Challenges with informal PSP’s include maintaining boundaries of scope of help, listening skills, having adequate resources available for assistance, confidentiality limits, funding, volunteer burnout, data collection in a confidential environment and trust and support of the employer and regulators. Despite these challenges, numerous programs have helped tens of thousands of pilots and returned them to healthy, productive, safe flying.
The HIMS program in existence since 1974 follows a more formal model of PSP’s, run by fellow pilots, but with the cooperation and participation of the employer, the FAA and medical professionals. Over 5,500 pilots with substance use disorders have returned to flying with long-term sobriety and a remarkable new life for them and their families with a great return on investment for the employers. This month, AMAS hosts the annual training for over 300 pilots, medical professionals and airline management representatives. European regulators have recommended that similar programs be instituted on that continent, with the addition of drug and alcohol testing (not a PSP component). Lufthansa and its subsidiaries have had the Mayday Foundation, originally set up to help with critical incident support, now addresses the full spectrum of mental health problems in a more formal PSP model. Qantas Pilot Assistance Network has helped Australian pilots for 25 years using a blended program of informal and formal peer support.
The Air Line Pilots Association, International (ALPA) has a Pilot Assistance organization using the informal models for a host of common pilot issues including Professional Standards, Critical Incident Response Program (CIRP) and Aeromedical. Each airline pilot group has its own version of these national programs to meet its own pilots’ needs. Several airlines pilot groups have set up their own programs to help pilots “get over the hump”. Delta’s Pilot Assistance Network (PAN) has a 15 year history of helping with these everyday types of problems using a strictly confidential informal model, yet with the full support and trust of the airline and its management pilots. American Airlines has a similar Project Wingman PSP and Fed Ex has its Pilot Assistance Telephone Hotline (PATH). All of these are manned by volunteers working quietly with individual pilots over time to help them return to a normal happy life and give them permission to temporarily step away from flying when necessary for personal health and safety reasons.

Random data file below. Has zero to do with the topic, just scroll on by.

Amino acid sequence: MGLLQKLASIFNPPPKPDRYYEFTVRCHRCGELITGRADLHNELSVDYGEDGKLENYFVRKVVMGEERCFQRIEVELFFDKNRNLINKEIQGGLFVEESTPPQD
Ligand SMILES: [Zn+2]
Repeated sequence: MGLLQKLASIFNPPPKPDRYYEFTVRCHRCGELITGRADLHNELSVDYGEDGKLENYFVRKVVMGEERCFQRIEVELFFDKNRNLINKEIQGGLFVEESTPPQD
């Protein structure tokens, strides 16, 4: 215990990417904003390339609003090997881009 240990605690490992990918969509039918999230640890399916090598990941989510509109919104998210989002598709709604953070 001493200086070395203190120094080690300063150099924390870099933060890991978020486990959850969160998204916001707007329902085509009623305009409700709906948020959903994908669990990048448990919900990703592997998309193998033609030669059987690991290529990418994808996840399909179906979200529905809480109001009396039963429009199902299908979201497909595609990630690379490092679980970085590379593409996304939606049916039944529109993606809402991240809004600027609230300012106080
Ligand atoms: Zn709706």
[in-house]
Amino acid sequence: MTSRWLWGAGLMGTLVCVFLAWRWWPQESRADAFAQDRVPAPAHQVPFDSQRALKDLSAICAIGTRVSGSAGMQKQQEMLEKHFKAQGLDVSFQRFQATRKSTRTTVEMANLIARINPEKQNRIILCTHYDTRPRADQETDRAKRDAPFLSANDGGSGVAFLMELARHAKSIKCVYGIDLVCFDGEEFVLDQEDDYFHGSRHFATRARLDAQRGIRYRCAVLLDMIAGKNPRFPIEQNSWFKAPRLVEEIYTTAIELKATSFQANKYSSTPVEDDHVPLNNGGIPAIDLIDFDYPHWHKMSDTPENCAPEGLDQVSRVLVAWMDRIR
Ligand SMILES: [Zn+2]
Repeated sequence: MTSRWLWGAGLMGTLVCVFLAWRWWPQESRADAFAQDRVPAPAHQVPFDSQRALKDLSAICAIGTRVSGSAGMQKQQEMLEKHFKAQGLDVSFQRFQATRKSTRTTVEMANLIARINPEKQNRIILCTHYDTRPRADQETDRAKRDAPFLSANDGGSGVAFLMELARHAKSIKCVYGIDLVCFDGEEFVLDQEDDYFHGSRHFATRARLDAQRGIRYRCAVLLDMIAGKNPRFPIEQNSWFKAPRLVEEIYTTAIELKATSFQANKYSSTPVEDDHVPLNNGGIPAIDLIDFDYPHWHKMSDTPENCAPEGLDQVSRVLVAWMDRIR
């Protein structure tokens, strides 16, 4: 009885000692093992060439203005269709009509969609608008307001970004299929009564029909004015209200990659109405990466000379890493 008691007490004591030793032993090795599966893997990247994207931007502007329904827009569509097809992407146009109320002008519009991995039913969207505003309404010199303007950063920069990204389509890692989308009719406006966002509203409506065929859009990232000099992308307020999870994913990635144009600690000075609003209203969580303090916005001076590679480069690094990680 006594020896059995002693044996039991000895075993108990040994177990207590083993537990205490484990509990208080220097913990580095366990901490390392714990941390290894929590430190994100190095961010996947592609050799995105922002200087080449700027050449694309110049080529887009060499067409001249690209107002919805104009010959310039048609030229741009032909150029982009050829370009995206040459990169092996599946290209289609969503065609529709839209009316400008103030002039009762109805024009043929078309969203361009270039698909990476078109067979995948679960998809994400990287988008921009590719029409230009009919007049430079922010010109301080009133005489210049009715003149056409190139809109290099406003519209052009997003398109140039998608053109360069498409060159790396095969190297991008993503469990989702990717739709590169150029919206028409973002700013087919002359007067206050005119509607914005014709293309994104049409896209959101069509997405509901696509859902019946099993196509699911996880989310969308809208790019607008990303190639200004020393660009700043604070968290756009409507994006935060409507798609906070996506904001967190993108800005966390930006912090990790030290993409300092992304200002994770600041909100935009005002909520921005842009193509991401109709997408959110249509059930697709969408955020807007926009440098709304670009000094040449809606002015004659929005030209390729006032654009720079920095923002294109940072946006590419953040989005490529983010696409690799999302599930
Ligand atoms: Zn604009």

The remarkable comment from many PSP volunteers is that participating in these programs is as therapeutic for them as it is for those who are reaching out for help. Alcoholics Anonymous has practiced this for years in the 12th Step of its program, giving help to others to help yourself even further.
With the clamor for more testing, more official review, more professional involvement for pilots with common mental health issues driving pilots with problems underground, the answer is already in front of us if our goal is improved pilot mental health and aviation safety. We should encourage the widest possible support and funding for pilot PSP’s, destygmatize mental health issues, remove barriers to seeking help, provide a safe have to come forward in and incorporate PSP’s into our overall Safety Management Systems.
If you need help, reach out for your Wingman. If you can help, be a Wingman and save a fellow pilot.
Fly Safely, Be Healthy,